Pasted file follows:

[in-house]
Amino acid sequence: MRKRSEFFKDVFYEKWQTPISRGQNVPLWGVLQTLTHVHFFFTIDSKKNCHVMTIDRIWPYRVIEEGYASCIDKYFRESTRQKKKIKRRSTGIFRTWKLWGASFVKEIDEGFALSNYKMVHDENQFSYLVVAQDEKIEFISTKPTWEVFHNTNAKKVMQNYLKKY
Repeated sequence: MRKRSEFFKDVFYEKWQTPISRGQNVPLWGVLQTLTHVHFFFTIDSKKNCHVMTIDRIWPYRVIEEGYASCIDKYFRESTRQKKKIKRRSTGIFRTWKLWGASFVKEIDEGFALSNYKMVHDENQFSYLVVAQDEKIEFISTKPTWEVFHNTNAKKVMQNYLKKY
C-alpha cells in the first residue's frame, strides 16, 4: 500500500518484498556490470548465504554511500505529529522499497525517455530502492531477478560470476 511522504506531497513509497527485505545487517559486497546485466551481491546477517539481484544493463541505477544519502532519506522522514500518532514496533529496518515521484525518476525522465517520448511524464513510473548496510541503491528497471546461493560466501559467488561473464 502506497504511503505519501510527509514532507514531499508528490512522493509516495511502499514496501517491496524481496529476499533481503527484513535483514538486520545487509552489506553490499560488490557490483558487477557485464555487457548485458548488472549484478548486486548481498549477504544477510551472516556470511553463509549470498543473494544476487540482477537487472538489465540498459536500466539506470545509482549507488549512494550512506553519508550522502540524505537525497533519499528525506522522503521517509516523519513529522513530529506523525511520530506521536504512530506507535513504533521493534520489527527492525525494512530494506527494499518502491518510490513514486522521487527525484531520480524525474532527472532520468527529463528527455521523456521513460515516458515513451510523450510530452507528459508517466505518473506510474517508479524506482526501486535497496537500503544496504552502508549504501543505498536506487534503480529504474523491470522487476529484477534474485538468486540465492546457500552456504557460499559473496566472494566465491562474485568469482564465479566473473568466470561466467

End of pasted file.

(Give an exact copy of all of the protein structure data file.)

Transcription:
[in-house]
Amino acid sequence: MRKRSEFFKDVFYEKWQTPISRGQNVPLWGVLQTLTHVHFFFTIDSKKNCHVMTIDRIWPYRVIEEGYASCIDKYFRESTRQKKKIKRRSTGIFRTWKLWGASFVKEIDEGFALSNYKMVHDENQFSYLVVAQDEKIEFISTKPTWEVFHNTNAKKVMQNYLKKY
Repeated sequence: MRKRSEFFKDVFYEKWQTPISRGQNVPLWGVLQTLTHVHFFFTIDSKKNCHVMTIDRIWPYRVIEEGYASCIDKYFRESTRQKKKIKRRSTGIFRTWKLWGASFVKEIDEGFALSNYKMVHDENQFSYLVVAQDEKIEFISTKPTWEVFHNTNAKKVMQNYLKKY
C-alpha cells in the first residue's frame, strides 16, 4: 500500500518484498556490470548465504554511500505529529522499497525517455530502492531477478560470476 511522504506531497513509497527485505545487517559486497546485466551481491546477517539481484544493463541505477544519502532519506522522514500518532514496533529496518515521484525518476525522465517520448511524464513510473548496510541503491528497471546461493560466501559467488561473464 502506497504511503505519501510527509514532507514531499508528490512522493509516495511502499514496501517491496524481496529476499533481503527484513535483514538486520545487509552489506553490499560488490557490483558487477557485464555487457548485458548488472549484478548486486548481498549477504544477510551472516556470511553463509549470498543473494544476487540482477537487472538489465540498459536500466539506470545509482549507488549512494550512506553519508550522502540524505537525497533519499528525506522522503521517509516523519513529522513530529506523525511520530506521536504512530506507535513504533521493534520489527527492525525494512530494506527494499518502491518510490513514486522521487527525484531520480524525474532527472532520468527529463528527455521523456521513460515516458515513451510523450510530452507528459508517466505518473506510474517508479524506482526501486535497496537500503544496504552502508549504501543505498536506487534503480529504474523491470522487476529484477534474485538468486540465492546457500552456504557460499559473496566472494566465491562474485568469482564465479566473473568466470561466467